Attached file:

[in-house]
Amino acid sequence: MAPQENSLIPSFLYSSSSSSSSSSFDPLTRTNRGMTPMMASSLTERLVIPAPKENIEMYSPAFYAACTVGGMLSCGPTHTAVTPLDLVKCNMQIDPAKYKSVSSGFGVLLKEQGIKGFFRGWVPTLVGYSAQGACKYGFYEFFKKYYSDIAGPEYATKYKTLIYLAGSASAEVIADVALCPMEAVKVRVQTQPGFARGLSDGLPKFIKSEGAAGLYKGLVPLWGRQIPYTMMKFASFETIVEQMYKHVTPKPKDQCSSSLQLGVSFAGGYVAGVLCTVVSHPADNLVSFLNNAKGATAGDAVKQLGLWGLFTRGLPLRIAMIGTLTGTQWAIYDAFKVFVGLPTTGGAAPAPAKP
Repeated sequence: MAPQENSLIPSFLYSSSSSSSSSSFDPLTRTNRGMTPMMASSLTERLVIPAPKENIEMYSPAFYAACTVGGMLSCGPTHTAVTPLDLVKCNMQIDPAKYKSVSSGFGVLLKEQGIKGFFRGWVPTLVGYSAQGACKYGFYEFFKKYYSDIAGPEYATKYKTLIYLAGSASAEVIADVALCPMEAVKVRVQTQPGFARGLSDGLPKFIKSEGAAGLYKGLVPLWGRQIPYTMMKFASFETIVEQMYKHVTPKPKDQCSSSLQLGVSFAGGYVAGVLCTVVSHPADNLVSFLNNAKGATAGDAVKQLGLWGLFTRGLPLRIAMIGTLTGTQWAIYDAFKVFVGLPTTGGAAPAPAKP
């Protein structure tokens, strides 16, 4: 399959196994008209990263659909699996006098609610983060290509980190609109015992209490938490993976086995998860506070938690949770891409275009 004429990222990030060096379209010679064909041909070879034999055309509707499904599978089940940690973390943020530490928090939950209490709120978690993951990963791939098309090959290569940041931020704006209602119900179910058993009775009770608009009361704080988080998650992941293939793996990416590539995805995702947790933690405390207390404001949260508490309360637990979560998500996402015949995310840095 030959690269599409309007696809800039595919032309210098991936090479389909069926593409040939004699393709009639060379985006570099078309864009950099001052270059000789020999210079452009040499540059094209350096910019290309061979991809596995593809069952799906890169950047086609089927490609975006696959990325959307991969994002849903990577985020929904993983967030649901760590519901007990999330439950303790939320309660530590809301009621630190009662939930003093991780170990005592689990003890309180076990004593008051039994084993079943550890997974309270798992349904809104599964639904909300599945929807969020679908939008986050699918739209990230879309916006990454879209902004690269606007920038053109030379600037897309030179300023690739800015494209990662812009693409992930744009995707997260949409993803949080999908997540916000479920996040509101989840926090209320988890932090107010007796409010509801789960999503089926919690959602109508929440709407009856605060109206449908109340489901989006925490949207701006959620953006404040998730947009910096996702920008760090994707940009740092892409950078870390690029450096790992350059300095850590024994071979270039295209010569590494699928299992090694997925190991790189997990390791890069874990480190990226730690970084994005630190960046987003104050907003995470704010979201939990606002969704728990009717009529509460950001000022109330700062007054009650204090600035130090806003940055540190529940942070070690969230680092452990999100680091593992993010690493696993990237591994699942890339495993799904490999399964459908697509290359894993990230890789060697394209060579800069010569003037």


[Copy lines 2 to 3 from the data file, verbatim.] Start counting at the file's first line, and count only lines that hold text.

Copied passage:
Amino acid sequence: MAPQENSLIPSFLYSSSSSSSSSSFDPLTRTNRGMTPMMASSLTERLVIPAPKENIEMYSPAFYAACTVGGMLSCGPTHTAVTPLDLVKCNMQIDPAKYKSVSSGFGVLLKEQGIKGFFRGWVPTLVGYSAQGACKYGFYEFFKKYYSDIAGPEYATKYKTLIYLAGSASAEVIADVALCPMEAVKVRVQTQPGFARGLSDGLPKFIKSEGAAGLYKGLVPLWGRQIPYTMMKFASFETIVEQMYKHVTPKPKDQCSSSLQLGVSFAGGYVAGVLCTVVSHPADNLVSFLNNAKGATAGDAVKQLGLWGLFTRGLPLRIAMIGTLTGTQWAIYDAFKVFVGLPTTGGAAPAPAKP
Repeated sequence: MAPQENSLIPSFLYSSSSSSSSSSFDPLTRTNRGMTPMMASSLTERLVIPAPKENIEMYSPAFYAACTVGGMLSCGPTHTAVTPLDLVKCNMQIDPAKYKSVSSGFGVLLKEQGIKGFFRGWVPTLVGYSAQGACKYGFYEFFKKYYSDIAGPEYATKYKTLIYLAGSASAEVIADVALCPMEAVKVRVQTQPGFARGLSDGLPKFIKSEGAAGLYKGLVPLWGRQIPYTMMKFASFETIVEQMYKHVTPKPKDQCSSSLQLGVSFAGGYVAGVLCTVVSHPADNLVSFLNNAKGATAGDAVKQLGLWGLFTRGLPLRIAMIGTLTGTQWAIYDAFKVFVGLPTTGGAAPAPAKP